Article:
Attending the recent TRIM User Forum provided an opportunity to hear first-hand industry stories and practices that are instrumental in increasing EDRMS adoption rates both from vendors and TRIM user sites.

Reflecting on those conversations it is apparent that one of the difficult times in implementing an EDRMS strategy is at the point of actually operationalizing the strategy. That is, the stage where the technical configuration is in place and you know what you want to achieve, and now you are at the detail stage of action planning the what, when, who and how of actually implementing the strategy.

#1. Find the low hanging fruit

Chief Executive Officers (CEOs) supporting your EDRMS program with statements such as, “To show my full support our office will lead the way. We’ll take our high profile processes and make them fully electronic first” are to be applauded and feared at the same time.

Applauded because they demonstrate the positive leadership necessary for the rest of the executive team to follow for project success. Feared because the processes found in the CEO’s office are likely to relate to vital records. If the process conversion is unsuccessful in any way, the risk impact on the business is high.

Thank the CEO profusely for their support and respectfully suggest while you will use their support publically within the organisation to garner support, you will work through the processes in the CEO’s office when the organisation has been able to master what is required to effectively implement an EDRMS using lower risk processes.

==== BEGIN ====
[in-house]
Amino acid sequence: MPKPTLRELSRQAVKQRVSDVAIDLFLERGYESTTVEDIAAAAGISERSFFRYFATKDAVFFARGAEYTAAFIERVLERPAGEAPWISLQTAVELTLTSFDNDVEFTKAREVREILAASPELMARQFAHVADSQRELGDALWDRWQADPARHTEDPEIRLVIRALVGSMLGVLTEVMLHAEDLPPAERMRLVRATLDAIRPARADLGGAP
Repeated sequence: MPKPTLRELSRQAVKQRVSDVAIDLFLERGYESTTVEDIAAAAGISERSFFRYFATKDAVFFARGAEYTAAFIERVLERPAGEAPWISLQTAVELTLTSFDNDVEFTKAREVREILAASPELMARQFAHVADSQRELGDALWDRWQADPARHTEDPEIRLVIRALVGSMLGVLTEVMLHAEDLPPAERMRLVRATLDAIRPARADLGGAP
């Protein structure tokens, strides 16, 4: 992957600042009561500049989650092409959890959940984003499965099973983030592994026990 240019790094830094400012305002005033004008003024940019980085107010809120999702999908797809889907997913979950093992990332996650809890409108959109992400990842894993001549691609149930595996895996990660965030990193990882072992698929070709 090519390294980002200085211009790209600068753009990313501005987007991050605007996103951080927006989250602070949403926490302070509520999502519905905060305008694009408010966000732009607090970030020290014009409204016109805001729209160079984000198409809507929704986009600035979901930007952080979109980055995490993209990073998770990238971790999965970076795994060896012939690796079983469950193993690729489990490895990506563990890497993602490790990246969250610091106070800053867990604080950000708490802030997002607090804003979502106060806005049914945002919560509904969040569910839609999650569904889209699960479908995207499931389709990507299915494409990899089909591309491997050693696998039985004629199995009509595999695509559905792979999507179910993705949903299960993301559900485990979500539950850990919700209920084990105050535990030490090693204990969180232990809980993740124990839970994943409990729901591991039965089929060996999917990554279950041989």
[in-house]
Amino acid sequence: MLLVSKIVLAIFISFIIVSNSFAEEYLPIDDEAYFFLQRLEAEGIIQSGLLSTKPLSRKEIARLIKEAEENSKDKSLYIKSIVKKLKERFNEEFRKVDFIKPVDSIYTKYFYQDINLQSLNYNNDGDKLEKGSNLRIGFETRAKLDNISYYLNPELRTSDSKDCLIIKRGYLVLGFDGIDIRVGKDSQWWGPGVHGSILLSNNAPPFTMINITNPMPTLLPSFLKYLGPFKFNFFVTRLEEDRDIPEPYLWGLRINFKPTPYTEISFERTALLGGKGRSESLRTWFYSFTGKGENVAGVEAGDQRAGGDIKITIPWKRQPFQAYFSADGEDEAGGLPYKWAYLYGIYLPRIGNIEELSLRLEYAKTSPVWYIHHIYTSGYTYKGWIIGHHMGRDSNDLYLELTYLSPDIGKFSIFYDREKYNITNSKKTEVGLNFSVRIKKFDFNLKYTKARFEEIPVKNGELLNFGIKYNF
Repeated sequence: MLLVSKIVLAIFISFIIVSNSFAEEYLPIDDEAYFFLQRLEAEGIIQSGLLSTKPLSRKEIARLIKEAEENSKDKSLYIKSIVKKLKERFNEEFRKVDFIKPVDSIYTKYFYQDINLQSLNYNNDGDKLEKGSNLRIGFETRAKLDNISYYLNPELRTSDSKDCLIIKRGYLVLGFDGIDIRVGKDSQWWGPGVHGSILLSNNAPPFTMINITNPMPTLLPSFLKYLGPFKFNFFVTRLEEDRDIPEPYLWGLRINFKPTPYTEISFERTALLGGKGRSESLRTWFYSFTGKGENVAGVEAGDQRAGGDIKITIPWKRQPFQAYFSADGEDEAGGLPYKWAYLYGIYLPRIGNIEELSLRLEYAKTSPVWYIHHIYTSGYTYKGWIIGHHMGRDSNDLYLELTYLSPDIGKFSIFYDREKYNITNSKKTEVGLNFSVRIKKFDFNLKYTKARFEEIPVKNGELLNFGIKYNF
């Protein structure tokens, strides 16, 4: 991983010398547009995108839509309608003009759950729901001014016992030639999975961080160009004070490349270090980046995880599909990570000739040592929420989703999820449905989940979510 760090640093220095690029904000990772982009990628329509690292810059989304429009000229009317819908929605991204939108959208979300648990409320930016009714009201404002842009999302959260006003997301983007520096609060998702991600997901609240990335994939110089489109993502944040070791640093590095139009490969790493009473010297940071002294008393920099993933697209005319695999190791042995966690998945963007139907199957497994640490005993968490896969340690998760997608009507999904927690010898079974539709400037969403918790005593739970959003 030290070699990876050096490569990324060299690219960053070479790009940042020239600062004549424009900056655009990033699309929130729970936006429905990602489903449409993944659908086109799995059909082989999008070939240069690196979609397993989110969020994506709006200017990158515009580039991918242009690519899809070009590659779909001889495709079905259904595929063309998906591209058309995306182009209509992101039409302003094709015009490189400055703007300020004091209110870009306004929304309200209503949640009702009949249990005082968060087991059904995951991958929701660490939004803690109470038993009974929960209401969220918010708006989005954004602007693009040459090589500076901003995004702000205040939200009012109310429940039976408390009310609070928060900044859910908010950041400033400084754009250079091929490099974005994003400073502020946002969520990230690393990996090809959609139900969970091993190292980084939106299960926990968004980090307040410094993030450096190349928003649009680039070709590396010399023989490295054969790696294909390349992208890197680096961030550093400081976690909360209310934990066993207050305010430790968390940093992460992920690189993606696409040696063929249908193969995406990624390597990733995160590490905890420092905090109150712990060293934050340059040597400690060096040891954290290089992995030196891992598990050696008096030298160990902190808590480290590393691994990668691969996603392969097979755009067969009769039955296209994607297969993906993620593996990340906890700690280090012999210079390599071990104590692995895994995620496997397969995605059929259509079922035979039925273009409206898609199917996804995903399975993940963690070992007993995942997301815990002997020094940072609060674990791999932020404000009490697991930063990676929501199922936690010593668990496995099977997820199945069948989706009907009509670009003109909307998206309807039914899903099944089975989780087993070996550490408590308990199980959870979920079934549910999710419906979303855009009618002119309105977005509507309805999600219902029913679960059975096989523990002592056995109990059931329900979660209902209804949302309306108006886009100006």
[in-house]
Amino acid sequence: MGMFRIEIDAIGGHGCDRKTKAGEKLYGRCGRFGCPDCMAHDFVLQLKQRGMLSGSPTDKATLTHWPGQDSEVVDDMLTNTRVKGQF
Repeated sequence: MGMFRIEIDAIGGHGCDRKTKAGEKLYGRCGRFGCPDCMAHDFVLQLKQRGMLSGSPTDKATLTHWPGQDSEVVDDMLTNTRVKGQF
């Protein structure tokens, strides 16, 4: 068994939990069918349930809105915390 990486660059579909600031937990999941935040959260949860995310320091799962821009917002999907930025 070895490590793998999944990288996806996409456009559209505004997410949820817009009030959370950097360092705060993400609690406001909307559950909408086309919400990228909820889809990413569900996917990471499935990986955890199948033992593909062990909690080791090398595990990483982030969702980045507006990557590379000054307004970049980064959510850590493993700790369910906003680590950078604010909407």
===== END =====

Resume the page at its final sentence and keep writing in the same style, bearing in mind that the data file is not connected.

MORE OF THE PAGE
It is still important however, that while you are mastering the requirements of an effective EDRMS strategy implementation that you also make an impact. You need to find the low hanging fruit which are those processes which contribute greatly to the goal of the EDRMS implementation and are relatively easy to do. Don’t attempt those which are difficult to do even if they do contribute greatly to the goal as they need advanced planning and skills from yourself and the process owners. They will benefit greatly from being further along your learning curve in increasing adoption of the EDRMS.

Finding the low hanging fruit is a two stage process.

  1. Brainstorm what processes may benefit from using the functionality of the EDRMS to improve productivity and reduce risk.
  2. Evaluate the processes against their level of contribution to the goal of the EDRMS implementation and the level of difficulty in implementing them well given your current experience and skills.

#2. Don’t be an electronic purist

If you want to scare the business off using an EDRMS then by all means put forward a complex set of changes requiring vision by the business to transform inefficient high risk manual processes into a fully electronic process. Your audience is likely to be overwhelmed and not confident they can make the required level of change. People confronted with overwhelming decisions will find it easier to decline your offers of improvement.

It is much better to break down the process into chunks with a clear start and finish. Registering documents in electronic format is chunk one. It can usually be easily achieved and bring significant benefits. Chunk two, such as automating registration, will benefit by waiting because you’ll now be able to have intelligent conversations with process owners which will translate into better outcomes.